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View Full Version : just ordered stringer, looking for advice


raiden031
10-17-2006, 05:56 AM
I just ordered the cheapest klippermate stringer (~$145) and it should arrive in a few days. I know absolutely nothing about stringing and I am wondering if there is any guide that I could read online that would give me a head start in learning the art of racquet stringing before my machine arrives. Anyone know a good document or site I can find out there for free?

yourserve
10-17-2006, 10:22 AM
there are some videos out there. i haven't seen any to know about the quality. if you are patient and follow the klipper instructions you will get off to a good start. once you have the basics down with the klipper you will be
able to string on any machine if you have a starting clamp.

max
10-17-2006, 10:52 AM
Don't panic. I was in the same state you are. The instructions are very clear and they'll walk you through it over the phone if you give it a go during business hours, I'm sure.

The chief thing is to give yourself sufficient time to learn and to not expect to push out a quick job. Read the instructions twice, then act. If you check over this section of the TW boards, you'll find that stringing isn't as tough as a nonstringer may believe it to be. But really, the printed instructions with the Klippermate got me through with no problem at all.

william
10-17-2006, 10:57 AM
Why do you need a starting clamp??

Nuke
10-17-2006, 11:07 AM
A starting clamp is a nice-to-have for a few situations (use the search function) but someone starting out with the cheapest machine he can find doesn't really need one at this point.

andrew_b
10-17-2006, 12:02 PM
You might consider a trial membership at the USRSA. $9 gets you a month of access to their site and all the materials. You could read a lot of good stuff in that time.

play well,
Andrew

max
10-17-2006, 01:29 PM
When you start stringing your mains, you clamp the first main to a bit of wire with a stopper on the end, so there's no need for a starting clamp with the Klippermate. I suppose you could buy one if you didn't like the wire bit, but it's all pretty much moot in terms of getting the job done.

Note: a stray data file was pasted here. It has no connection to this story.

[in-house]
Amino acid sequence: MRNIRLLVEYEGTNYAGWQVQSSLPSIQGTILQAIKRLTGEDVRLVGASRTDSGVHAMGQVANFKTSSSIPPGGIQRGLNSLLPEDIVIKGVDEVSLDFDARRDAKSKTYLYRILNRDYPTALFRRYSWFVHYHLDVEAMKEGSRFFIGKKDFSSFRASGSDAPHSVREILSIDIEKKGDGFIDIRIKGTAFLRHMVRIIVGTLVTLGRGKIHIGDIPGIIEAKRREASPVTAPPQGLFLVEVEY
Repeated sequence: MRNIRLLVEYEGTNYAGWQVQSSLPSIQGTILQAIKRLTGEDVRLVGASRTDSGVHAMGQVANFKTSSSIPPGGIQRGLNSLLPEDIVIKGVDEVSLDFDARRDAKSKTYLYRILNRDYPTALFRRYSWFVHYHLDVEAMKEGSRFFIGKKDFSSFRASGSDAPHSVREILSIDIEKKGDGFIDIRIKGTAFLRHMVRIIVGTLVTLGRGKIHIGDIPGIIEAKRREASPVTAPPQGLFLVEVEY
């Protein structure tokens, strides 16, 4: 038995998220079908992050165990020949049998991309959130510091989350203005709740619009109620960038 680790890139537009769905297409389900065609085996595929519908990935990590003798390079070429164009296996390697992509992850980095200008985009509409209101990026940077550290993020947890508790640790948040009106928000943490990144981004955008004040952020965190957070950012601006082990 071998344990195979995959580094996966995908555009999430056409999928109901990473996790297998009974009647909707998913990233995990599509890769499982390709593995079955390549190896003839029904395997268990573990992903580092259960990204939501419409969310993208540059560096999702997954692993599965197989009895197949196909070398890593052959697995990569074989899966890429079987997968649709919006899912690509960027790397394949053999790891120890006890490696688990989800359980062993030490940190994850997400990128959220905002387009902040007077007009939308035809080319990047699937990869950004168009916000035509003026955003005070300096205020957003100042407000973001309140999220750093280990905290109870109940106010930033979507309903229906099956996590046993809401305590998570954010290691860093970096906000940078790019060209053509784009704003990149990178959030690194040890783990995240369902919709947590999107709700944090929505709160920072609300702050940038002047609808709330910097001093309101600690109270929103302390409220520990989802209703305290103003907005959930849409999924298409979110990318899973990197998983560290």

yourserve
10-18-2006, 06:07 AM
what i meant by my statement was if you could string on a klipper you would have a great understanding of the principle of stringing. at that point you could string on any machine given you had a starting clamp available.

yourserve
10-18-2006, 06:15 AM
double post. sorry

T_player
10-18-2006, 10:13 AM
Go back to page 2, on the thread "help" posted by broadway on 9/29. There are some helpful links there.
http://tt.tennis-warehouse.com/showthread.php?t=122161

...also go to silient partner website to watch the video and read their stringing pages...

aussie
10-18-2006, 07:41 PM
I knew nothing about stringing, so read as much on the forums as I could and also downloaded the manual for the Silent Partner Swing. I also watched the video on the Silent Partner website for stringing on an e-Stringer. When my Klippermate arrived, I was already feeling confident I could string, and any misgivings I had were quickly answered by the Klippermate manual which is very good. You'll be fine.

raiden031
10-19-2006, 06:33 AM
Go back to page 2, on the thread "help" posted by broadway on 9/29. There are some helpful links there.
http://tt.tennis-warehouse.com/showthread.php?t=122161

...also go to silient partner website to watch the video and read their stringing pages...

There are some good links in that thread. Thanks. I actually traced through the stringing of my racquets and I think I understand what to do as far as stringing out the pattern. The only thing left is to learn how the machine does the tensioning which I will see when my machine arrives.

theace21
10-19-2006, 02:59 PM
Go hang out at a proshop. Watch them mount the racket, measure the string. Getting started correctly is the hardest thing for rookies, then the crosses. Ask questions. The videos and websites help, but watching live is the best.

Your first string job might take a couple of hours, don't worry, after a few you will be down to an hour...


Good Luck

Koz
10-20-2006, 11:12 AM
Go hang out at a proshop. Watch them mount the racket, measure the string. Getting started correctly is the hardest thing for rookies, then the crosses. Ask questions. The videos and websites help, but watching live is the best.

Your first string job might take a couple of hours, don't worry, after a few you will be down to an hour...


Good Luck

Heh..I remember my first string job. I think it took 2...maybe 2.5 hours. I think I had a misweave or something, cuz I cut it out minutes after taking the frame off of the machine. Maybe 4 stringjobs later I was down to an hour and 15 minutes or so. You kinda pick up tips and tricks as your experience increases. I've cut my time down to ~50 mins on a dropweight (on a 'good' day). My technique isn't any faster, quicker, more skilled or anything...Just more efficient :)

eunjam
10-23-2006, 02:31 PM
i think most people would agree....whether they string their own racquets or not......

true tennis players would rather have a slower string job done with quality, rather than a quick sloppy job.

shopowners may disagree when stringing recreational player racquets......